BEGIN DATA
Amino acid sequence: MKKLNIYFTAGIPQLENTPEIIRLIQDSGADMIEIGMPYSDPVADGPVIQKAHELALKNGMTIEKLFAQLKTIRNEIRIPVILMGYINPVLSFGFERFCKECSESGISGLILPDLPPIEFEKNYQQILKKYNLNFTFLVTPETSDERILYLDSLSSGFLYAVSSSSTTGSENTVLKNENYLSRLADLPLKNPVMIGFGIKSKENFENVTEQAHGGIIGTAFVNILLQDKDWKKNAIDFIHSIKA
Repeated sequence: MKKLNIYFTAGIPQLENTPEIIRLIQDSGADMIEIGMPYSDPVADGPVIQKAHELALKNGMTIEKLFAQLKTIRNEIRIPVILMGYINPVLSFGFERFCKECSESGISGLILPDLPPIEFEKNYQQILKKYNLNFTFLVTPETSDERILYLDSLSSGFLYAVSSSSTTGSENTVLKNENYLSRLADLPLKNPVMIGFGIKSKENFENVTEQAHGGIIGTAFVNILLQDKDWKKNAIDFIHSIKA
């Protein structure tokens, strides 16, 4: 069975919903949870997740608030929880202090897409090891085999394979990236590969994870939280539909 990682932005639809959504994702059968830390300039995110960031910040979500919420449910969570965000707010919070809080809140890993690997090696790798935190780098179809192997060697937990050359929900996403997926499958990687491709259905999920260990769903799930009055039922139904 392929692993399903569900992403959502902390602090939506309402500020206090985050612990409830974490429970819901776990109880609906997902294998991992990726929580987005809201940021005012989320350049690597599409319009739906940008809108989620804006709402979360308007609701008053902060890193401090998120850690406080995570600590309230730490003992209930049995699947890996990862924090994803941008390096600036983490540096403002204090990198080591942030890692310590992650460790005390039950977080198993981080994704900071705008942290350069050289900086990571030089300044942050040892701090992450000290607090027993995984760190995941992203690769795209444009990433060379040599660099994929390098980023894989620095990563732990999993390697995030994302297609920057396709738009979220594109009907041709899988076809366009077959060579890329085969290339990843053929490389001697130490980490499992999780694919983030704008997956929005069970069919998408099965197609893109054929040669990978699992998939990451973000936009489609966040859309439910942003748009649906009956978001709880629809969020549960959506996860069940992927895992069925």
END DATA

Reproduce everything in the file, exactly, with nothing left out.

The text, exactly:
Amino acid sequence: MKKLNIYFTAGIPQLENTPEIIRLIQDSGADMIEIGMPYSDPVADGPVIQKAHELALKNGMTIEKLFAQLKTIRNEIRIPVILMGYINPVLSFGFERFCKECSESGISGLILPDLPPIEFEKNYQQILKKYNLNFTFLVTPETSDERILYLDSLSSGFLYAVSSSSTTGSENTVLKNENYLSRLADLPLKNPVMIGFGIKSKENFENVTEQAHGGIIGTAFVNILLQDKDWKKNAIDFIHSIKA
Repeated sequence: MKKLNIYFTAGIPQLENTPEIIRLIQDSGADMIEIGMPYSDPVADGPVIQKAHELALKNGMTIEKLFAQLKTIRNEIRIPVILMGYINPVLSFGFERFCKECSESGISGLILPDLPPIEFEKNYQQILKKYNLNFTFLVTPETSDERILYLDSLSSGFLYAVSSSSTTGSENTVLKNENYLSRLADLPLKNPVMIGFGIKSKENFENVTEQAHGGIIGTAFVNILLQDKDWKKNAIDFIHSIKA
């Protein structure tokens, strides 16, 4: 069975919903949870997740608030929880202090897409090891085999394979990236590969994870939280539909 990682932005639809959504994702059968830390300039995110960031910040979500919420449910969570965000707010919070809080809140890993690997090696790798935190780098179809192997060697937990050359929900996403997926499958990687491709259905999920260990769903799930009055039922139904 392929692993399903569900992403959502902390602090939506309402500020206090985050612990409830974490429970819901776990109880609906997902294998991992990726929580987005809201940021005012989320350049690597599409319009739906940008809108989620804006709402979360308007609701008053902060890193401090998120850690406080995570600590309230730490003992209930049995699947890996990862924090994803941008390096600036983490540096403002204090990198080591942030890692310590992650460790005390039950977080198993981080994704900071705008942290350069050289900086990571030089300044942050040892701090992450000290607090027993995984760190995941992203690769795209444009990433060379040599660099994929390098980023894989620095990563732990999993390697995030994302297609920057396709738009979220594109009907041709899988076809366009077959060579890329085969290339990843053929490389001697130490980490499992999780694919983030704008997956929005069970069919998408099965197609893109054929040669990978699992998939990451973000936009489609966040859309439910942003748009649906009956978001709880629809969020549960959506996860069940992927895992069925």